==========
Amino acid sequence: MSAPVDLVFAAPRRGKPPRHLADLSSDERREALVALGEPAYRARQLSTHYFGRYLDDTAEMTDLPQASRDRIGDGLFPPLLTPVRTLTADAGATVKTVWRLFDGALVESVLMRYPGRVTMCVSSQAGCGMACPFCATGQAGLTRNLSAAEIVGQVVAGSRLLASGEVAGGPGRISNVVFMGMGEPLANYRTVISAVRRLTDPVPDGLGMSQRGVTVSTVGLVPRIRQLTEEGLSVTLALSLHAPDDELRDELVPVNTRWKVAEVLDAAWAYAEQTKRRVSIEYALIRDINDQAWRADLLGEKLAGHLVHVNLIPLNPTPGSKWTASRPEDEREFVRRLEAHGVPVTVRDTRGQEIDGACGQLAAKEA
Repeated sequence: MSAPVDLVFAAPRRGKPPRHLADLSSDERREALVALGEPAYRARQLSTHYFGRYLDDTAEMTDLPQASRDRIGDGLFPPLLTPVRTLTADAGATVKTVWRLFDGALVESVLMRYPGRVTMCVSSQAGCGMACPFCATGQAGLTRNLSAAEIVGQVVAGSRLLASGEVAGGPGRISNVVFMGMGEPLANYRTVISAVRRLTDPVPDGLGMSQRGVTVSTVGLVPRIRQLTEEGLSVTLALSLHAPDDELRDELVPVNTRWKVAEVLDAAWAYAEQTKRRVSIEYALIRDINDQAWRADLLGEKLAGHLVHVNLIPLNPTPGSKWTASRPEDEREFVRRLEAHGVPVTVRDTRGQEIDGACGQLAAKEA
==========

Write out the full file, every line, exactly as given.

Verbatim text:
Amino acid sequence: MSAPVDLVFAAPRRGKPPRHLADLSSDERREALVALGEPAYRARQLSTHYFGRYLDDTAEMTDLPQASRDRIGDGLFPPLLTPVRTLTADAGATVKTVWRLFDGALVESVLMRYPGRVTMCVSSQAGCGMACPFCATGQAGLTRNLSAAEIVGQVVAGSRLLASGEVAGGPGRISNVVFMGMGEPLANYRTVISAVRRLTDPVPDGLGMSQRGVTVSTVGLVPRIRQLTEEGLSVTLALSLHAPDDELRDELVPVNTRWKVAEVLDAAWAYAEQTKRRVSIEYALIRDINDQAWRADLLGEKLAGHLVHVNLIPLNPTPGSKWTASRPEDEREFVRRLEAHGVPVTVRDTRGQEIDGACGQLAAKEA
Repeated sequence: MSAPVDLVFAAPRRGKPPRHLADLSSDERREALVALGEPAYRARQLSTHYFGRYLDDTAEMTDLPQASRDRIGDGLFPPLLTPVRTLTADAGATVKTVWRLFDGALVESVLMRYPGRVTMCVSSQAGCGMACPFCATGQAGLTRNLSAAEIVGQVVAGSRLLASGEVAGGPGRISNVVFMGMGEPLANYRTVISAVRRLTDPVPDGLGMSQRGVTVSTVGLVPRIRQLTEEGLSVTLALSLHAPDDELRDELVPVNTRWKVAEVLDAAWAYAEQTKRRVSIEYALIRDINDQAWRADLLGEKLAGHLVHVNLIPLNPTPGSKWTASRPEDEREFVRRLEAHGVPVTVRDTRGQEIDGACGQLAAKEA